The U.S. ambassador to Libya expressed confidence in the country's new rulers Thursday as the American Embassy reopened in the capital months after it closed down during the fighting to oust Moammar Gadhafi.
Ambassador Gene Cretz acknowledged the North African nation faces many challenges as Gadhafi remains on the run and fighting with his loyalists continues on three fronts.
"The next few months will be critical as Libyans lay the groundwork for a pluralistic democracy that respects the rights of all of its citizens," he said in remarks before the flag was raised in front of his residence in Tripoli, which will serve as the interim embassy. "The United States and the international community are ready to help in any way we can."
The ceremony occurred on the same day that Tunisian authorities jailed Libya's ex-prime minister, Al-Baghdadi al-Mahmoudi, on charges of illegal entry after he was found without a visa as he was trying to flee across the border to Algeria. Libya's transitional government said it would ask Tunisia to send al-Mahmoudi home to face justice.
Cretz said Gadhafi and his supporters would eventually be routed, but the National Transitional Council would not wait to move forward with efforts to form a new government.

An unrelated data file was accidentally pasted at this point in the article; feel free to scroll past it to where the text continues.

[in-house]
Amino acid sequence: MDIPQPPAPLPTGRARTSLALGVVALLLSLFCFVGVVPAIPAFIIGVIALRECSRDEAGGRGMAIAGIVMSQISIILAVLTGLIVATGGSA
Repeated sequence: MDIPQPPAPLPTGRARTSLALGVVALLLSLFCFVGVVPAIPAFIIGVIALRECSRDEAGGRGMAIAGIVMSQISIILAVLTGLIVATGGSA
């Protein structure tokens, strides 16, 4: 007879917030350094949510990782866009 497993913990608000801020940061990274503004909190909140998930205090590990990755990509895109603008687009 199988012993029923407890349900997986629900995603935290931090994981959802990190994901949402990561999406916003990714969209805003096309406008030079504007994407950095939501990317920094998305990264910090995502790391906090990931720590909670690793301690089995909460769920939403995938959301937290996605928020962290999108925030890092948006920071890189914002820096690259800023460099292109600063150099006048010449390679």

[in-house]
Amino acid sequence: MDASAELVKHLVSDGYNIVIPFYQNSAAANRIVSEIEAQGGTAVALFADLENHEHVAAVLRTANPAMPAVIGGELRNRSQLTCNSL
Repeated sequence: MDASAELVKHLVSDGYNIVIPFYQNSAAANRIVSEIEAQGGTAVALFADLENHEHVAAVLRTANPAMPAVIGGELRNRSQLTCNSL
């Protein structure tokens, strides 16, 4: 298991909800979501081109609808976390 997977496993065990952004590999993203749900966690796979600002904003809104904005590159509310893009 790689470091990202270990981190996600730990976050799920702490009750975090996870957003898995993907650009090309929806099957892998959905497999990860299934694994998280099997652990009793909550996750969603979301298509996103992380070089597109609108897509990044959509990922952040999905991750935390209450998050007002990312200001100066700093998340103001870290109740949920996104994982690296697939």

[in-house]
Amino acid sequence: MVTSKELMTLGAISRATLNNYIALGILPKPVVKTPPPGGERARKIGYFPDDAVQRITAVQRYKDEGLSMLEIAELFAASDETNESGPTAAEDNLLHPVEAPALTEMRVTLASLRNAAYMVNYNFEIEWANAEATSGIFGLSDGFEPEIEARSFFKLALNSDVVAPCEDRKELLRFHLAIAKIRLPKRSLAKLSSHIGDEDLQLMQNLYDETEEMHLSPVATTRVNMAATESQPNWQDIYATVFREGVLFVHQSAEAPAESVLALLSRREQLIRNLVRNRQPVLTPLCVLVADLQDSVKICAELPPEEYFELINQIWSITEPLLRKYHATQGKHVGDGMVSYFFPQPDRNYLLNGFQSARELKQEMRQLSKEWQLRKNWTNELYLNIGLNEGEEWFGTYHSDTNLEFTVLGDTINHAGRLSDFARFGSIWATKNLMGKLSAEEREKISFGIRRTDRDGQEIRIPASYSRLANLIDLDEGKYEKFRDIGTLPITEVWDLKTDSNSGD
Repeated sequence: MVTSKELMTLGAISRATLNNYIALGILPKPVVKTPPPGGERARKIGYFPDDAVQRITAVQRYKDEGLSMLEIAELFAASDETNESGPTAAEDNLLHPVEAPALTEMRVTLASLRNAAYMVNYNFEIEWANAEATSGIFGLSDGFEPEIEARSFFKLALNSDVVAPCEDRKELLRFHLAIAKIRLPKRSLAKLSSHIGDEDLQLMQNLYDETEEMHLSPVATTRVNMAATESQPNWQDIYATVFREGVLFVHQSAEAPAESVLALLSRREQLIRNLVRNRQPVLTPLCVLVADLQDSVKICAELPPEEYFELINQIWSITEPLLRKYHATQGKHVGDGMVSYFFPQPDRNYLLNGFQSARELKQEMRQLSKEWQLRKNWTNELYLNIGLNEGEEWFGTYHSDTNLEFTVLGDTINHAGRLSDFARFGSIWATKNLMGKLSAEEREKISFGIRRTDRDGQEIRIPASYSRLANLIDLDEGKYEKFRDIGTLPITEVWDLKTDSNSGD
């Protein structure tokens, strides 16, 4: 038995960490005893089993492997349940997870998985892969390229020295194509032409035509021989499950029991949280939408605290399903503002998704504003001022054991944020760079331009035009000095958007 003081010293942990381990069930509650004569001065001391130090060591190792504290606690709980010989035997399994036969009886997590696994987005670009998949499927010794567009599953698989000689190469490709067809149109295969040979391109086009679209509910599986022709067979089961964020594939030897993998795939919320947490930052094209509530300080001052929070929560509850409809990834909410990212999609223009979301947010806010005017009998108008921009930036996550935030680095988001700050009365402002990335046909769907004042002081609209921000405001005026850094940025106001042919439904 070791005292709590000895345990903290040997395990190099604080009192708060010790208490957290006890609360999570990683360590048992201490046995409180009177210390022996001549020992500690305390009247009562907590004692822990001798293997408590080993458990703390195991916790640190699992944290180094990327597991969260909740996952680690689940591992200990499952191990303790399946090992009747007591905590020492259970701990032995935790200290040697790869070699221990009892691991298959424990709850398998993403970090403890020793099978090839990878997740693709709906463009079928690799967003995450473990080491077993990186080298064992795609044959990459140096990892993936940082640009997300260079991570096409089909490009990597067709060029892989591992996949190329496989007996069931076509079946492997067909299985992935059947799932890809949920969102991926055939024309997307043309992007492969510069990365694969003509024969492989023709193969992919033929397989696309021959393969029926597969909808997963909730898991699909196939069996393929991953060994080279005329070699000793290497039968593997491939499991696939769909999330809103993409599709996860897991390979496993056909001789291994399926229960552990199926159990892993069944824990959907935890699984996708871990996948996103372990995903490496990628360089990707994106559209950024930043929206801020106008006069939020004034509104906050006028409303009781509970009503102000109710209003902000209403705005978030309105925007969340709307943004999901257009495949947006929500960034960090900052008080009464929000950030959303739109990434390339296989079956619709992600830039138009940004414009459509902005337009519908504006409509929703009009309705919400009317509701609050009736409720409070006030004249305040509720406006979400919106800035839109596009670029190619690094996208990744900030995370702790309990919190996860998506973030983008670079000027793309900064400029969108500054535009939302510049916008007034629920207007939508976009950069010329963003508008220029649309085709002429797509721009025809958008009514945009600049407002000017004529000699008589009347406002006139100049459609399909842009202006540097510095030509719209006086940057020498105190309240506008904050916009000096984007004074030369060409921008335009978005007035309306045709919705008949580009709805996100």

"It's a question of time before Gadhafi and his remaining loyalists are finished off," he said.
The American Embassy's main compound was attacked and severely damaged by a pro-Gadhafi mob after an airstrike in May. Embassy staff had already been evacuated as unrest spread after the start of the uprising in mid-February.
For Cretz, it was a personal victory to be back in Libya.
The Albany, New York native had left the country for consultations in Washington in January after WikiLeaks posted his opinions of Gadhafi's personal life and habits, such as his love of flamenco dancing and his reliance on a Ukrainian nurse, in a classified 2009 diplomatic cable.
The ambassador, who returned to the country on Wednesday, said he had been physically threatened because of outrage over the document.
"At that time, I could not imagine that I would be returning to a new, free Libya that is brimming with joy, optimism and newfound freedoms," he said.
Despite the optimism, he expressed concern about the influence of Islamists in the country but said that so far, they had expressed a moderate platform.
Cretz also said the Americans were worried about the proliferation of weapons that were missing from Gadhafi's once vast arsenal. In particular, the U.S. has sought to keep track of Libya's unconventional weapons experts during the civil war.
Gadhafi agreed to dismantle his weapons of mass destruction research and production programs as part of efforts to normalize relations with the international community as he faced intense economic pressure from international sanctions. But he never completed the process.
A U.N. official said Libyans had found uranium yellowcake, partly refined uranium ore, that was left over from the former regime's nuclear program, in a southern area. The official, who spoke on condition of anonymity because he wasn't authorized to release the information, said the material was "slightly radioactive" but posed no immediate danger. He didn't know how much had been found.